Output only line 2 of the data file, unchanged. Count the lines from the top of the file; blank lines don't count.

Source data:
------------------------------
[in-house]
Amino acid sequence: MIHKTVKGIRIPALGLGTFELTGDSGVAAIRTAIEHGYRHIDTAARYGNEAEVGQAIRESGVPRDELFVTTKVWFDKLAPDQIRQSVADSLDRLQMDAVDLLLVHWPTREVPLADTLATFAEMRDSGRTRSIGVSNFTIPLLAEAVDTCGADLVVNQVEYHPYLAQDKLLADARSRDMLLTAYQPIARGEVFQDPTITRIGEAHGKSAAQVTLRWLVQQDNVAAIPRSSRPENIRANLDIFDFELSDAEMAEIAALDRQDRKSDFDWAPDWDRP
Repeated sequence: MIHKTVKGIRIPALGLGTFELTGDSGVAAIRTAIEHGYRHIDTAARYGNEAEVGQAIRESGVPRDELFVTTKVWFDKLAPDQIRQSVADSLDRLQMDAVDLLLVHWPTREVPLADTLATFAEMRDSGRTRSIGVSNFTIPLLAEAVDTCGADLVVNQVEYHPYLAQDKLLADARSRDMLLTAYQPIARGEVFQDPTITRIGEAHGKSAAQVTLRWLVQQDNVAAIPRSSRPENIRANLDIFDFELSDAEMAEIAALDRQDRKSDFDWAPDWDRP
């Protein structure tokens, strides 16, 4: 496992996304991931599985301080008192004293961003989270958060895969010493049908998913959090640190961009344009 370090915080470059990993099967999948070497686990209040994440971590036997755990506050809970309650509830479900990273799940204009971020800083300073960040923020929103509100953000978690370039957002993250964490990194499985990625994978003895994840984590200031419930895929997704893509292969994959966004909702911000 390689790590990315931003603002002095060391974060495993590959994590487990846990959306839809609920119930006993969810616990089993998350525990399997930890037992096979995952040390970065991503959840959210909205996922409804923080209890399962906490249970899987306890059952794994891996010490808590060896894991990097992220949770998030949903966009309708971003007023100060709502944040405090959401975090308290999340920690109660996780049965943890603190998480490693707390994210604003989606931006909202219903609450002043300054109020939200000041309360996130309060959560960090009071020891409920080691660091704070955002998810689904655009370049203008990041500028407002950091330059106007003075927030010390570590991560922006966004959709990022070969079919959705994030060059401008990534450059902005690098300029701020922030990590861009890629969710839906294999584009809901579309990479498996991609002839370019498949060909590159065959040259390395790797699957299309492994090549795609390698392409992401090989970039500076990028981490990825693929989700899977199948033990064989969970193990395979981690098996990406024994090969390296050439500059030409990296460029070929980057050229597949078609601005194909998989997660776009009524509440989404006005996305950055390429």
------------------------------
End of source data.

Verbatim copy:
Amino acid sequence: MIHKTVKGIRIPALGLGTFELTGDSGVAAIRTAIEHGYRHIDTAARYGNEAEVGQAIRESGVPRDELFVTTKVWFDKLAPDQIRQSVADSLDRLQMDAVDLLLVHWPTREVPLADTLATFAEMRDSGRTRSIGVSNFTIPLLAEAVDTCGADLVVNQVEYHPYLAQDKLLADARSRDMLLTAYQPIARGEVFQDPTITRIGEAHGKSAAQVTLRWLVQQDNVAAIPRSSRPENIRANLDIFDFELSDAEMAEIAALDRQDRKSDFDWAPDWDRP